Today I heard the EU industry and the Member States' determination to work together and pull in the same direction. They strongly supported the establishment of a full value chain of batteries in Europe, with large-scale battery cells production, and the circular economy, at the core.
Batteries are at the heart of the ongoing industrial revolution. They represent a key enabling technology in the context of the Energy Union. Their development and production play a strategic role in the ongoing transition to clean mobility and clean energy systems. Batteries embody our ambition, as set out in President Juncker's State of the Union, to help our industries remain or become world leaders in innovation, digitisation and decarbonisation.
As was recalled by the actors in our meeting, we are at a critical juncture.
The lack of a domestic, European cell manufacturing base jeopardises the position of EU industrial customers because of the security of the supply chain, increased costs due to transportation, time delays, weaker quality control or limitations on the design.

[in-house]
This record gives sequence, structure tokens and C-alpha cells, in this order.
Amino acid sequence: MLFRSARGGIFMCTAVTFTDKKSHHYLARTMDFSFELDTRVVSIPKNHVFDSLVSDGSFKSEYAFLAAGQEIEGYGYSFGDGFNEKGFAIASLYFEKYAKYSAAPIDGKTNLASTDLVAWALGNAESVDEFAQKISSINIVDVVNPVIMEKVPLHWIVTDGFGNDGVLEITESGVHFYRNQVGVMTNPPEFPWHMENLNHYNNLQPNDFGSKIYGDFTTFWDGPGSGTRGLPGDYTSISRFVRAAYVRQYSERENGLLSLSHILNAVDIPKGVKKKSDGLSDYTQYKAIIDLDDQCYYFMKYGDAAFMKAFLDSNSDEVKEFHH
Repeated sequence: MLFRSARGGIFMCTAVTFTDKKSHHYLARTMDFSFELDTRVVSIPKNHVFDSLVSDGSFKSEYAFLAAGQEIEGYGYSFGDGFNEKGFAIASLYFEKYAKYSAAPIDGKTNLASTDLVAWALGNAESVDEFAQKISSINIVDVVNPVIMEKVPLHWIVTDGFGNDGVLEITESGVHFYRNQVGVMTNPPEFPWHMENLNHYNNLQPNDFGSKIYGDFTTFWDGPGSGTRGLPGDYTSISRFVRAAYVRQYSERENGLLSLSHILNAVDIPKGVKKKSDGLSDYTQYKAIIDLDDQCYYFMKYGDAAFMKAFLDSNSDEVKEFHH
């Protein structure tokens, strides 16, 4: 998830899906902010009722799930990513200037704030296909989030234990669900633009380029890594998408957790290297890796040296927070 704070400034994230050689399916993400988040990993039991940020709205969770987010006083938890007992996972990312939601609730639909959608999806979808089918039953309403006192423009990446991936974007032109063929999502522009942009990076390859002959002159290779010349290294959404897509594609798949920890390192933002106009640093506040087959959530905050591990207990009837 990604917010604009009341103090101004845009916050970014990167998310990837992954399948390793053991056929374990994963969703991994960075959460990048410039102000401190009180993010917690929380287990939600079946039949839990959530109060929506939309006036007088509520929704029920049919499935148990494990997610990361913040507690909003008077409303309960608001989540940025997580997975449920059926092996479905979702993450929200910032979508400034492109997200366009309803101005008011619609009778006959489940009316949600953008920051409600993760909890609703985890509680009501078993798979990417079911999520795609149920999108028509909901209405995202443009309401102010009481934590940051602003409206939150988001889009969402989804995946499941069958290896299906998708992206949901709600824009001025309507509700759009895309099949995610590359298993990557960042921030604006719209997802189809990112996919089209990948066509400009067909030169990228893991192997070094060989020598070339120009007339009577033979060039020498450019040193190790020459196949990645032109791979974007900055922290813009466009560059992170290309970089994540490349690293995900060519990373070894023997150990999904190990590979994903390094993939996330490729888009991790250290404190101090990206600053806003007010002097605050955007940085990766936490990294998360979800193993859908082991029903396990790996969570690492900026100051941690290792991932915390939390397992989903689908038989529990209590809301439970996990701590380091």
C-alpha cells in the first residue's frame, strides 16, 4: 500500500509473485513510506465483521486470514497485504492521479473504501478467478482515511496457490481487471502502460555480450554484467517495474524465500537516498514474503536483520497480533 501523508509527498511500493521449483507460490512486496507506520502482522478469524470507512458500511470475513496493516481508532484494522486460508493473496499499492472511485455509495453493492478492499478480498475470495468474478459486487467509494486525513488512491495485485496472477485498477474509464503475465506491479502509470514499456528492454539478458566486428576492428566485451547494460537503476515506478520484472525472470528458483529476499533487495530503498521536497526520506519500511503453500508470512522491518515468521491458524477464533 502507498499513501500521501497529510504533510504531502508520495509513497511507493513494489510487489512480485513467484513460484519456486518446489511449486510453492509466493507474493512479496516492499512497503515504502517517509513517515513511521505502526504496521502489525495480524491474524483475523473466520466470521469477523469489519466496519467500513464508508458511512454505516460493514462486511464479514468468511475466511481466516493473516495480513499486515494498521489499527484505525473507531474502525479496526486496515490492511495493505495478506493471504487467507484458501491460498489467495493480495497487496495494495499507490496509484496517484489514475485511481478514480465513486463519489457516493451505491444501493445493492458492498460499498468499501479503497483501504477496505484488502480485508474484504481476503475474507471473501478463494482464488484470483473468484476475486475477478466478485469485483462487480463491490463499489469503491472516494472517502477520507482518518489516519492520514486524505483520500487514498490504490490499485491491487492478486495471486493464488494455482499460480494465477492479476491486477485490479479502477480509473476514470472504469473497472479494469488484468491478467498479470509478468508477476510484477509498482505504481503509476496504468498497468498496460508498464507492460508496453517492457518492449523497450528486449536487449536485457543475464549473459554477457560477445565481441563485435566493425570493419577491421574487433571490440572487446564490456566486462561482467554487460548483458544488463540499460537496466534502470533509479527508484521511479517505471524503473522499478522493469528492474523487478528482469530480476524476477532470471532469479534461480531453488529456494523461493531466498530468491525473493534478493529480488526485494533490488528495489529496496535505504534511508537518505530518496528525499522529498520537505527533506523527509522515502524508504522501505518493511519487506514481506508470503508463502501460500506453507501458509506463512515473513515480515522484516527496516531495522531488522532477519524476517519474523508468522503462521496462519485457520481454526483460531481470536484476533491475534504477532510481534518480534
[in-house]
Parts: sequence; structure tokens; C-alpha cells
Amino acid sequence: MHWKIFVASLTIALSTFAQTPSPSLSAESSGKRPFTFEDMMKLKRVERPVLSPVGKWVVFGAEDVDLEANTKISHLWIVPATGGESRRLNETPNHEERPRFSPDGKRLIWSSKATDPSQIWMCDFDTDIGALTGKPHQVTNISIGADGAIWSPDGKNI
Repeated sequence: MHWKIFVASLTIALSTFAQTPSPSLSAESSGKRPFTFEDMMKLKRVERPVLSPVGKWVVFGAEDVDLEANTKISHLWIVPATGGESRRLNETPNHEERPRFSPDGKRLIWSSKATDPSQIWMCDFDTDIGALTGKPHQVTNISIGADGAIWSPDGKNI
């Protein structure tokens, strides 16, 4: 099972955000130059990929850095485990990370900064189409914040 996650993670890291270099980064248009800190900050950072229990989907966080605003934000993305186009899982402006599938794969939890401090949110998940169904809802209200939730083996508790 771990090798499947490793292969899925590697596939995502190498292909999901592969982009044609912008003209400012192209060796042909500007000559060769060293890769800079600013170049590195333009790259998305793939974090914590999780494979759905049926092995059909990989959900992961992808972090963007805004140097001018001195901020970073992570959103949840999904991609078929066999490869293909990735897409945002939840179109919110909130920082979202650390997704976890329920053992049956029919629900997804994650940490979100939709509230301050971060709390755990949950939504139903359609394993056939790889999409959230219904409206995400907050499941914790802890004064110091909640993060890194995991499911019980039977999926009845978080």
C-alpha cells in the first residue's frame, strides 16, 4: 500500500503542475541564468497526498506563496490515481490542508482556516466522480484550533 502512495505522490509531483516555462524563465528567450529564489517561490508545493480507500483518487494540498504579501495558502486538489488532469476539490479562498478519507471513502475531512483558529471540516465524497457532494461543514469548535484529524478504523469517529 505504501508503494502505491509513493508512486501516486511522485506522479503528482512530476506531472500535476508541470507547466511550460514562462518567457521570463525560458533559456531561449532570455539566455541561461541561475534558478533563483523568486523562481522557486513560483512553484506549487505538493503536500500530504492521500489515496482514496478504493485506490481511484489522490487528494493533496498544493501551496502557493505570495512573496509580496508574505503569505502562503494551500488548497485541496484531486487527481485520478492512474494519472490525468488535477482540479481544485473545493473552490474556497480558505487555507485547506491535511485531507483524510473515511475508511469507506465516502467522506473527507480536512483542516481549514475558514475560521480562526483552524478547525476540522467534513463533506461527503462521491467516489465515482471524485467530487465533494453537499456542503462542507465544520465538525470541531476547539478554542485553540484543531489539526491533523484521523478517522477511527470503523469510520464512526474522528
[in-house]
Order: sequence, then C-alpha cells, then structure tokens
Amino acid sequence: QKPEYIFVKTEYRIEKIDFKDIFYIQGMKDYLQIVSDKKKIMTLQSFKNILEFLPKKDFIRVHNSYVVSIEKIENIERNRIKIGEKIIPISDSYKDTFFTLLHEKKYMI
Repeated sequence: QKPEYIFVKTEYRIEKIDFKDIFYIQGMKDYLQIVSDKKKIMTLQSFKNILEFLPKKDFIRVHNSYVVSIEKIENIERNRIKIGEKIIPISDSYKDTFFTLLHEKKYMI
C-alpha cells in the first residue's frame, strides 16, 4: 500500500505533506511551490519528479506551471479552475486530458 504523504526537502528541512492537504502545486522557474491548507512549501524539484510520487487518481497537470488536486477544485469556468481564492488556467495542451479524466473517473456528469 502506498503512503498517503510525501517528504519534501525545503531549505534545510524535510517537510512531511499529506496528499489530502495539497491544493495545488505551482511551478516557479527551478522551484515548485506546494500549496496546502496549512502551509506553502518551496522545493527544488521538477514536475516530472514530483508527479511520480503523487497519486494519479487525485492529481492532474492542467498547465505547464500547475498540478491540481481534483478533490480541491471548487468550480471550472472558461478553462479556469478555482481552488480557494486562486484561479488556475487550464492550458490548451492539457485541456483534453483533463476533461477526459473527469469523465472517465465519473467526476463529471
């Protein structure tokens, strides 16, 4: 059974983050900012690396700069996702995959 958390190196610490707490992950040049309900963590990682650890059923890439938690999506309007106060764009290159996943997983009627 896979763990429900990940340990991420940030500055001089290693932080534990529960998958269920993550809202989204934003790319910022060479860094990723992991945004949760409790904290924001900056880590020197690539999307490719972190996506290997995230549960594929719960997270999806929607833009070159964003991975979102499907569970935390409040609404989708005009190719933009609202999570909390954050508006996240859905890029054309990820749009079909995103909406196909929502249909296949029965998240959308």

So, we need to act fast - and collectively - to overcome this competitive disadvantage and capitalise on our leadership in many sectors of the battery value chain, from materials to system integration and recycling.
Due to the level and urgency of investment needed, this cannot be done in a fragmented manner. It needs a Europe-wide approach.
Members of the EU industry and innovation community will drive this process, working in close partnership with the European Commission, the European Investment Bank and interested Member States, to establish a competitive manufacturing chain, capture sizeable markets and boost jobs, growth and investment across Europe.
Since time is running out, we concluded that we will join our efforts to come up with a strategic plan early next year. This could take the form of a comprehensive roadmap for an EU Battery Alliance, to be presented in February 2018, at the Clean Energy Industrial Forum, as part of the EU Industry Days.
The work starts immediately. Following today's high-level meeting, we will organise a number of working groups, including on the supply chain, investment financing and engineering, trade issues, research and innovation, and others. Industrial participants will take the lead, express interest to participate in or even be rapporteur for each work strand.
The process launched today is of an inclusive nature.